The soya bean belongs to the legume family, which includes fresh and dried peas, beans, carob, liquorice and peanut. Research has shown that a symptomatic reaction to more than one member of the legume family is rare. It is therefore in most cases not necessary to avoid all foods from this plant family.
Soya is widely used in foods and is difficult to avoid. As many as 60% of manufactured foods contain soya. Soya can be ingested as whole beans, soya flour, soya sauce or soya oil. Soya can also be used in foods as a texturiser (texturised vegetable protein), emulsifier (soya lecithin) or protein filler. Soya flour is widely used in foods including; breads, cakes, processed foods (ready meals, burgers and sausages) and baby foods.
Clearly avoidance of all these products containing soya would make the diet very restricted. However, as with many other allergies, the level of avoidance required will depend on each individual case. Some people may need to avoid all these forms of soya, whereas others may be able to tolerate e.g. soya oil, soya sauce and soya lecithin.
In the UK, the Food Standards Agency advises that refined soya oil (the main component of vegetable oil) should be safe for people with soya allergy, because the proteins that cause allergic reactions are removed during the refining process. However, cold-pressed soya oil, usually sold from delicatessen counters or health food shops, can contain soya protein and should be avoided.
Good news for soya allergy sufferers is that soya is identified as one of the major food allergens and will therefore be clearly identified on all food ingredient labels of pre-packed foods for sale within the EU only according to the new European Food Labelling Law. Remember foods sold outside the EU (whether made within the EU or not, do not have to comply with these laws).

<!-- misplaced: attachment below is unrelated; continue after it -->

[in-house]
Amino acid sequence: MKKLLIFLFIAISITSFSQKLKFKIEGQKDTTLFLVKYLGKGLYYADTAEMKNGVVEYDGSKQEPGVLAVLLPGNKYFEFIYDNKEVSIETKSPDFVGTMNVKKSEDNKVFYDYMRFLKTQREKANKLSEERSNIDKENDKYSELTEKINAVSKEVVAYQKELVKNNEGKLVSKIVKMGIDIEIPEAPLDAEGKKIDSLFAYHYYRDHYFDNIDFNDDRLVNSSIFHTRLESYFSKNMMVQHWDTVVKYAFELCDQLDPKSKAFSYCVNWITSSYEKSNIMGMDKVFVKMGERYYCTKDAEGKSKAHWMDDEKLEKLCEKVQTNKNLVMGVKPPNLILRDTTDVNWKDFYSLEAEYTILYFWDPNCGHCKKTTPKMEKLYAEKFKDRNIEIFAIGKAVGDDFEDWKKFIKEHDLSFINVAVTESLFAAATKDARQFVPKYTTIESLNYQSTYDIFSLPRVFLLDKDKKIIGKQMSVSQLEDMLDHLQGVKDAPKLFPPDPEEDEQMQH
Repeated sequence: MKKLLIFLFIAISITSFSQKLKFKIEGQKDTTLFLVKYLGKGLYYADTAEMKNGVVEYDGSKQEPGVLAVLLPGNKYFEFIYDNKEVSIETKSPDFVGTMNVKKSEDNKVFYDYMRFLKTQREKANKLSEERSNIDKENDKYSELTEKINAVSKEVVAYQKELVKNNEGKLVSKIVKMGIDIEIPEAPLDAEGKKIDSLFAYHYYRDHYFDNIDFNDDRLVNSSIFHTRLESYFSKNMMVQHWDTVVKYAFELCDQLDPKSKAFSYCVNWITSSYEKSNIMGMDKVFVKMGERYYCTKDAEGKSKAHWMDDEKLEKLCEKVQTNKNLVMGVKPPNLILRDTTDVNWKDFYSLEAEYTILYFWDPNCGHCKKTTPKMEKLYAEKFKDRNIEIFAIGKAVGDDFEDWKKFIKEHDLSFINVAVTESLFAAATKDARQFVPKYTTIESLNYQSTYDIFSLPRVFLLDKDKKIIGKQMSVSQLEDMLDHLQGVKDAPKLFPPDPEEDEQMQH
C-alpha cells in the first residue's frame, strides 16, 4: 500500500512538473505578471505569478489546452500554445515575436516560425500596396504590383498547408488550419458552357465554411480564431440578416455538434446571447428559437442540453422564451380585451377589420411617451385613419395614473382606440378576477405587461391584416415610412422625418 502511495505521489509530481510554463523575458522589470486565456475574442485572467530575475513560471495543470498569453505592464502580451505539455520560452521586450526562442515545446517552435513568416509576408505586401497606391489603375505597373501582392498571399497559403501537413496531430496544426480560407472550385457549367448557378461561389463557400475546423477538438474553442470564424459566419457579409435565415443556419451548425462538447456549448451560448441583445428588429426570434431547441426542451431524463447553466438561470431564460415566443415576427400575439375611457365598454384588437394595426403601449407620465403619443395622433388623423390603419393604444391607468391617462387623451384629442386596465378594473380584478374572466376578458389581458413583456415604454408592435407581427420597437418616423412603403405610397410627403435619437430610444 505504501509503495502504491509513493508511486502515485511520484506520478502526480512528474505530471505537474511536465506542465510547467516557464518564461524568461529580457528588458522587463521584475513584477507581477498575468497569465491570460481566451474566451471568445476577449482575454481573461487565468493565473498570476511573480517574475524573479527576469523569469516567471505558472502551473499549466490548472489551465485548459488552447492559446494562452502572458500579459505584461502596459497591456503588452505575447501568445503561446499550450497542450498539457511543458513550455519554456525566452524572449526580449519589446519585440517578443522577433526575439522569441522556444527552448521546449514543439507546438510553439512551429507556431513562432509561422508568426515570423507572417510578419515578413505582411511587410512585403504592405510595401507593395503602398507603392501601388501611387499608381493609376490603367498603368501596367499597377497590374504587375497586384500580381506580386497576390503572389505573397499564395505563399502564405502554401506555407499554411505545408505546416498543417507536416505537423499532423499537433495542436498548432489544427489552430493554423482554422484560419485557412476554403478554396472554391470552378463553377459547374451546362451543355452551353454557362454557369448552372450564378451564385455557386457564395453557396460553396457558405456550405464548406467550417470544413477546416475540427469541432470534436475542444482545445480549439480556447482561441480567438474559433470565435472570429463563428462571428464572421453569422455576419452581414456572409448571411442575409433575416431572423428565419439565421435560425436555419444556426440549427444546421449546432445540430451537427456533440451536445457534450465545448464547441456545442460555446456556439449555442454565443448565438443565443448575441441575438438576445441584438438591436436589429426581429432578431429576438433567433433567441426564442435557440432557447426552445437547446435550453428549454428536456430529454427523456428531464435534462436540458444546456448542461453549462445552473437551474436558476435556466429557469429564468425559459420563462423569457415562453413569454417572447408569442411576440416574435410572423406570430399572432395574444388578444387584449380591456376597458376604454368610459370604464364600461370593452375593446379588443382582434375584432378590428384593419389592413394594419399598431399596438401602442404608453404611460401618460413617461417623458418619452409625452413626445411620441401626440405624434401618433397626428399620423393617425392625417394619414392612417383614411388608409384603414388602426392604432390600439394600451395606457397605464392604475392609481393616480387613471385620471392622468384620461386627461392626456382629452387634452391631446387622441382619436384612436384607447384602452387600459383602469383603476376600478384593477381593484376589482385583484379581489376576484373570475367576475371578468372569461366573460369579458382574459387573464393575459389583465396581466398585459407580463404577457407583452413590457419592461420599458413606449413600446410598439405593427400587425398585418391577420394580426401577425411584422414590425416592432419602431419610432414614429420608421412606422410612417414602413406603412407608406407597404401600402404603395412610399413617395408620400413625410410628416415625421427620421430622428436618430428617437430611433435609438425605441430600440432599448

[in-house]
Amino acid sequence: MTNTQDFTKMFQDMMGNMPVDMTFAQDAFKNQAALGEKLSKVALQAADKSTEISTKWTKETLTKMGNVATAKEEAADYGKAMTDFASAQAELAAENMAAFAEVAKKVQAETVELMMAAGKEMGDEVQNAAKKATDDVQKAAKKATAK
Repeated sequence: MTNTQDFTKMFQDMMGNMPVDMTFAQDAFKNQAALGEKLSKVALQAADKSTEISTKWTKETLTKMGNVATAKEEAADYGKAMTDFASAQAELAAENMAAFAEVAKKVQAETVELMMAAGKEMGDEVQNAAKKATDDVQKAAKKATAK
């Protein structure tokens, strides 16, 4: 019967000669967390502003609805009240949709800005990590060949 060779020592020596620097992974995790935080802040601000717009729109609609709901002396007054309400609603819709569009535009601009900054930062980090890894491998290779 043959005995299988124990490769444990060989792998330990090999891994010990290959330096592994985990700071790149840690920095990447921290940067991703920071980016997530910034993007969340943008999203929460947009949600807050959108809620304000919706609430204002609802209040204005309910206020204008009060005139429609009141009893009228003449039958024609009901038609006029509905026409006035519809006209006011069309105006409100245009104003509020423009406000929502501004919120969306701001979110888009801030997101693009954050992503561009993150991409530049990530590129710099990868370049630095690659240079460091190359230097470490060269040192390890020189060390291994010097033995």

Other foods that are not labelled because they are sold loose include delicatessen, bakery and butchers products.
When buying food or eating away from home look out for the following:
(even if there is an allergen advice panel, always read the ingredients list in case of omissions)
Terms that indicate the presence of soya:
- Soya protein isolate
- Soya shortening
- Soya protein
- Soya albumin
- Soya bean
- Soya flavouring
- Soya flour
- Soya gum
- Soya lecithin (E322)
- Soya milk
- Soya nuts
- Soya oil
- Soya starch
Terms that may indicate the presence of soya
- Vegetable broth
- Vegetable oil
- Vegetable protein
- Vegetable paste
- Textured vegetable protein (TVP)
- Hydrolysed Vegetable Protein (HVP)
- Hydrolysed Plant Proteins (HPP)
This is a very extensive list so finding out your level of avoidance is essential so that your diet is not more restricted than it needs to be.
Below is a list of manufactured foods, which either contains or may contain soya. Check the labels for any of the above ingredients. The list is not exhaustive, and this information is designed to give guidance on food choices.
Foods that contain soya:
- Soya infant formula
- Soya margarine
- Soya sauce
- Soya yoghurts and desserts
Foods that MAY contain soya:
- Baby foods
- Breakfast cereals
- Cakes and biscuits (confectionery with a biscuit base)
- Cheese substitutes
- Canned and tinned soup
- Chinese foods
- Chocolates (especially those with cream centres)
- Commercial fruit products
- Dessert mixes
- Flavoured crisps
- Frozen dessert
- Ice cream
- Liquid meal replacers
- Meat products: cold cuts, beef burgers, meat paste/pies, minced beef, sausages, and hotdogs
- Milk (coffee whiteners) or cream replacers
- Pancake and waffle mixes
- Pasta/pizza bases
- Ready – meals (convenience meals)
- Sauces (including Worcester sauce, sweet and sour sauce, teriyaki sauce, stock cubes, gravy powders and some cook-in sauces)
- Seasoned salt
- Snack bars
- Soups (canned or packet)
- Sandwich spread/mayonnaise/salad creams
- Vegetable products / vegetarian meals
Most supermarkets and many manufacturers produce lists of their food items, which are soya free. However, do be careful as these lists quickly go out of date and food products often change their ingredients. These lists however are a very useful guide to identifying potentially suitable products which can add taste, variety and nutrition to your diet.
Author: Carina Venter, Senior Dietitian, St Mary’s Hospital, Newport, Isle of Wight June, 2006 – Checked 4/2009